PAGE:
Synthetic derivatives of 1,4-dihydropyridine (1,4-DHPs) possess important biochemical and pharmacological properties. They show modulating activity on cardiovascular and neuronal processes as well as anticancer, genoprotective and radioprotective effects. In the present investigation we have focused our attention on a representative of the 1,4-DHP derivatives, which is considered to be “unusual”. These compounds are water-soluble molecules without the activity of blockers of calcium channels or with a very weak blocking activity. 1,4-DHPs of this group manifest different biological activities, including genome-protecting effects; for example, glutapyrone is an antineoplastic and anticlastogenic agent, antimutagen and enhancer of DNA repair (Goncharova et al., 2001; Kuzhir, Dalivelia & Savina, 1999; Vartanian et al., 2004). Our interests were focused on the compound AV-153-Na possessing antimutagenic activity and being an enhancer of DNA repair (Ryabokon, Cieslar-Pobuda & Rzeszowska-Wolny, 2009; Ryabokon et al., 2008; Ryabokon et al., 2005; Ryabokon et al., 2009). Recently, we have revealed the DNA binding capacity of this compound (Buraka et al., 2014). The aim of the current study was to test the DNA-protective capability of the compound in formerly unstudied systems, to test the ability of the compound to scavenge peroxynitrite and hydroxyl radical, and to assess the ability of the compound to modify the activity of DNA repair enzymes. To achieve these goals, the study was designed as follows. Firstly we have evaluated possibility of direct interaction of the compound with DNA-damaging agents, hydroxyl radical and peroxynitrite in vitro, in order to reveal the role of direct chemical interactions in antimutagenic activity of AV-153-Na. Further, possible impact of the AV-153-Na on the dynamics of DNA breakage in living cells, and activity of DNA repair enzymes was studied by means of single cell electrophoresis and functional repair assays (Glyco-SPOT and ExSy-SPOT assays).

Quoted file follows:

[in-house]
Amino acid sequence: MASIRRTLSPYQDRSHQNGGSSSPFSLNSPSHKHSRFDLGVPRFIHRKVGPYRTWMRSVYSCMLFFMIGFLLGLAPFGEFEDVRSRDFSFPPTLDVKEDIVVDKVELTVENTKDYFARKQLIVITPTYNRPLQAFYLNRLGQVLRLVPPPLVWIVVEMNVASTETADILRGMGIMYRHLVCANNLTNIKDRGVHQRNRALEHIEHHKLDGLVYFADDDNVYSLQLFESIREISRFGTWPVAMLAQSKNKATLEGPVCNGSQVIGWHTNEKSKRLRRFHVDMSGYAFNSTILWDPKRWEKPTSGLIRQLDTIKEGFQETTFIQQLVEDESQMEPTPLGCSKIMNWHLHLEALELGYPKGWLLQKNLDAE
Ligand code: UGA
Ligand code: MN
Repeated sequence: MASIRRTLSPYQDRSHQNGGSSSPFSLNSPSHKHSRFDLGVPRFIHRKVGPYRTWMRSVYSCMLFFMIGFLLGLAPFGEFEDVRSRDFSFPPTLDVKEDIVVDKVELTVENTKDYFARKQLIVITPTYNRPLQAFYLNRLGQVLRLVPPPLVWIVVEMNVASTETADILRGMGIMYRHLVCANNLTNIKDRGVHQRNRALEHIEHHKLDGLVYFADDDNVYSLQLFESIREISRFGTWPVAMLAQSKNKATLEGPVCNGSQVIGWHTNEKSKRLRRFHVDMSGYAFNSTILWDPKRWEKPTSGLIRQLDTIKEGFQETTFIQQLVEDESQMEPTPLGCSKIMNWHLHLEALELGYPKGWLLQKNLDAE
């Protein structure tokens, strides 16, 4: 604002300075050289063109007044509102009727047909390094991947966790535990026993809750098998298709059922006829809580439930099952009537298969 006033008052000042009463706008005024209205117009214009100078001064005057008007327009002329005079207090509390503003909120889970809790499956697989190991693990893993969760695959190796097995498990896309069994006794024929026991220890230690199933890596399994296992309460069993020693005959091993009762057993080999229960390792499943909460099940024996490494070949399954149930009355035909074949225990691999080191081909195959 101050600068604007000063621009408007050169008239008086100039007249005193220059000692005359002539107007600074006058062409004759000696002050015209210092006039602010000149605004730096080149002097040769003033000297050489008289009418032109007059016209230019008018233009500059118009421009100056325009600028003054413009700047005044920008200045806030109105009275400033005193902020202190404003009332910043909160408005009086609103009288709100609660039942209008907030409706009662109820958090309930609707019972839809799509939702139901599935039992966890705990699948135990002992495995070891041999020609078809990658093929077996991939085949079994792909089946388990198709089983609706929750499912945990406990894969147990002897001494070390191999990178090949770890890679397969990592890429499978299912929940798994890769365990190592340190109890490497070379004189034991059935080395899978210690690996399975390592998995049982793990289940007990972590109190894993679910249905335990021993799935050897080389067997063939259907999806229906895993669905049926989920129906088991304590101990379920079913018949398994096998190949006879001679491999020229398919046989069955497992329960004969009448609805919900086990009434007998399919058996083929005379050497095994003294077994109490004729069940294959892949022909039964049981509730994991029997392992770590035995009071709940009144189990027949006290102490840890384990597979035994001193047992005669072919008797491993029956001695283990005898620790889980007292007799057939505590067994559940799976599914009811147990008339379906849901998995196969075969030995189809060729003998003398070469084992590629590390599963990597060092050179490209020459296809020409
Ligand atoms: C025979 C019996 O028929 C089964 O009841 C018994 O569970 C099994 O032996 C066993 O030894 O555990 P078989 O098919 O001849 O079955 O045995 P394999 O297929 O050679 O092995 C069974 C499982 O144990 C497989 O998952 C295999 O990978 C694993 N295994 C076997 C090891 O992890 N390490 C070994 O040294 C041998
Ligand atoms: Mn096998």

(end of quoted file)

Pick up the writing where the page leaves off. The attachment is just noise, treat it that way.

Materials and Methods